Saturday, April 9, 2016

Tim Smith's Henry and Donelson

I'm neither overjoyed with nor particularly dissatisfied with the literature of the Fort Henry and Fort Donelson campaign of February 1862, but historian Timothy Smith is rapidly becoming one of my favorite Civil War military historians and his masterful treatments of Shiloh and Corinth make his upcoming history of Grant's river campaign a welcome bit of book news. Grant Invades Tennessee: The 1862 Battles for Forts Henry and Donelson is currently scheduled for a Fall '16 release by Kansas. Though done out of order, I would consider this study with Corinth 1862: Siege, Battle, Occupation (2012) and Shiloh: Conquer or Perish (2014) the completion of a 'Twin Rivers Trilogy' (he can borrow that if he wants) accomplished at an impressive Earl Hessian rate of march.

Friday, April 8, 2016

Booknotes: Abolitionizing Missouri

New Arrival:
Abolitionizing Missouri: German Immigrants and Racial Ideology in Nineteenth-Century America by Kristen Layne Anderson (LSU Pr, 2016).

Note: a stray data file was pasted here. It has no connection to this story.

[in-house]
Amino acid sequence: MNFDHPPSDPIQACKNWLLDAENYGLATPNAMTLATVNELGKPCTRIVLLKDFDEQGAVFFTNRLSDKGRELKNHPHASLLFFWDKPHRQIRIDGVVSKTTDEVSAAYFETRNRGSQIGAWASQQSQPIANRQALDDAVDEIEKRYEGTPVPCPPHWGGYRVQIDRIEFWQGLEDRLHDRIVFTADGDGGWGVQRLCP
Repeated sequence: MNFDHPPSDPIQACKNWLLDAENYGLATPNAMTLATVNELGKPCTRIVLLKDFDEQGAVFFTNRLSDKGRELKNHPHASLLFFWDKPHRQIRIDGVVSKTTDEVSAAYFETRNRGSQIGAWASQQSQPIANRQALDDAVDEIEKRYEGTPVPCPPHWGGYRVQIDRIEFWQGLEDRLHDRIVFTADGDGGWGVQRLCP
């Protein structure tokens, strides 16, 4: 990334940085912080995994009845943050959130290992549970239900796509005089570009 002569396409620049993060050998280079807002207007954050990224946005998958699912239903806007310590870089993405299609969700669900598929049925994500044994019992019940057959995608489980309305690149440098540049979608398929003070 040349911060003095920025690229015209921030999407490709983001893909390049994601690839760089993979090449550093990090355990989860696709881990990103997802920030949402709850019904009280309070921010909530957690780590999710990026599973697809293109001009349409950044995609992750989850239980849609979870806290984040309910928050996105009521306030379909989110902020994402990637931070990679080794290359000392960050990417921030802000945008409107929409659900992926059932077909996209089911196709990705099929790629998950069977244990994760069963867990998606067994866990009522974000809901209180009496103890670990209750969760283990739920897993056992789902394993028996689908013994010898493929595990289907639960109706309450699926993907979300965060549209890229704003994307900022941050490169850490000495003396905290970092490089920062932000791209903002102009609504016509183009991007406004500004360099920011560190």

Among all the non-Anglo American ethnic and racial groups that made common cause with the Union during the Civil War, none contributed more on the home front and the battlefield than native-born and immigrant Germans. Nevertheless, in a popular American imagination dominated by the astonishing crimes of 20th century German history, ethnic Germans receive nothing like the acclaim awarded Irish or USCT soldiers and all too often are casually mocked for running away at Chancellorsville and Gettysburg or for mindlessly following inept fellow German commanders like Sigel. On the other hand, those that do study Germans in the U.S. during the Civil War most often portray them in an overwhelmingly positive fashion as radical leaning Republicans, strong Abolitionists, and sincere supporters of black civil rights. Anderson's Abolitionizing Missouri offers a more diverse corrective to this common interpretation.